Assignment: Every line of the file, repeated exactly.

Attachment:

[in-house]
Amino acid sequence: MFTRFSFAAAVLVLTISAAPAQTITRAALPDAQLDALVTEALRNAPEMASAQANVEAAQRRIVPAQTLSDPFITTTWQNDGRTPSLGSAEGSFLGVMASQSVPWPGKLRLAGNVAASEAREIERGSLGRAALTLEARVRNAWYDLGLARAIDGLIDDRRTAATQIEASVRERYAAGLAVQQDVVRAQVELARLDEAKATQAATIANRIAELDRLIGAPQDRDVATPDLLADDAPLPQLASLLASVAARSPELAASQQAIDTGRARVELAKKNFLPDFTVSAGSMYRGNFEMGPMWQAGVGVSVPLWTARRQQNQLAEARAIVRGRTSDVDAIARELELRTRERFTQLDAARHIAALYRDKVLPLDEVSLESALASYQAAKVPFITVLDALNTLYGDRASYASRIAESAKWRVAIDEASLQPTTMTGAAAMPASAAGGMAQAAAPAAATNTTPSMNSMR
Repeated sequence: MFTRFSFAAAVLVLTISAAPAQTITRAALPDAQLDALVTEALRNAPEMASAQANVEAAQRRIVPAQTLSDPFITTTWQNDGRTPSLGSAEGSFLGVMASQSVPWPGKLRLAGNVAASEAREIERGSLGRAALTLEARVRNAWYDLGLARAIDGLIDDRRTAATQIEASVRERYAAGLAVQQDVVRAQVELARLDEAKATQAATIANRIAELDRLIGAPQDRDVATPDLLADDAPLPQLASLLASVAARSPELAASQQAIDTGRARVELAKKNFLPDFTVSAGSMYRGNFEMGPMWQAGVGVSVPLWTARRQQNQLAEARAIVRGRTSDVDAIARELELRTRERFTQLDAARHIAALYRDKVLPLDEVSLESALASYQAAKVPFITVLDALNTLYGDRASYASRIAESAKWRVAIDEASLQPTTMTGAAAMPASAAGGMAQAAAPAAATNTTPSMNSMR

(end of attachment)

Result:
[in-house]
Amino acid sequence: MFTRFSFAAAVLVLTISAAPAQTITRAALPDAQLDALVTEALRNAPEMASAQANVEAAQRRIVPAQTLSDPFITTTWQNDGRTPSLGSAEGSFLGVMASQSVPWPGKLRLAGNVAASEAREIERGSLGRAALTLEARVRNAWYDLGLARAIDGLIDDRRTAATQIEASVRERYAAGLAVQQDVVRAQVELARLDEAKATQAATIANRIAELDRLIGAPQDRDVATPDLLADDAPLPQLASLLASVAARSPELAASQQAIDTGRARVELAKKNFLPDFTVSAGSMYRGNFEMGPMWQAGVGVSVPLWTARRQQNQLAEARAIVRGRTSDVDAIARELELRTRERFTQLDAARHIAALYRDKVLPLDEVSLESALASYQAAKVPFITVLDALNTLYGDRASYASRIAESAKWRVAIDEASLQPTTMTGAAAMPASAAGGMAQAAAPAAATNTTPSMNSMR
Repeated sequence: MFTRFSFAAAVLVLTISAAPAQTITRAALPDAQLDALVTEALRNAPEMASAQANVEAAQRRIVPAQTLSDPFITTTWQNDGRTPSLGSAEGSFLGVMASQSVPWPGKLRLAGNVAASEAREIERGSLGRAALTLEARVRNAWYDLGLARAIDGLIDDRRTAATQIEASVRERYAAGLAVQQDVVRAQVELARLDEAKATQAATIANRIAELDRLIGAPQDRDVATPDLLADDAPLPQLASLLASVAARSPELAASQQAIDTGRARVELAKKNFLPDFTVSAGSMYRGNFEMGPMWQAGVGVSVPLWTARRQQNQLAEARAIVRGRTSDVDAIARELELRTRERFTQLDAARHIAALYRDKVLPLDEVSLESALASYQAAKVPFITVLDALNTLYGDRASYASRIAESAKWRVAIDEASLQPTTMTGAAAMPASAAGGMAQAAAPAAATNTTPSMNSMR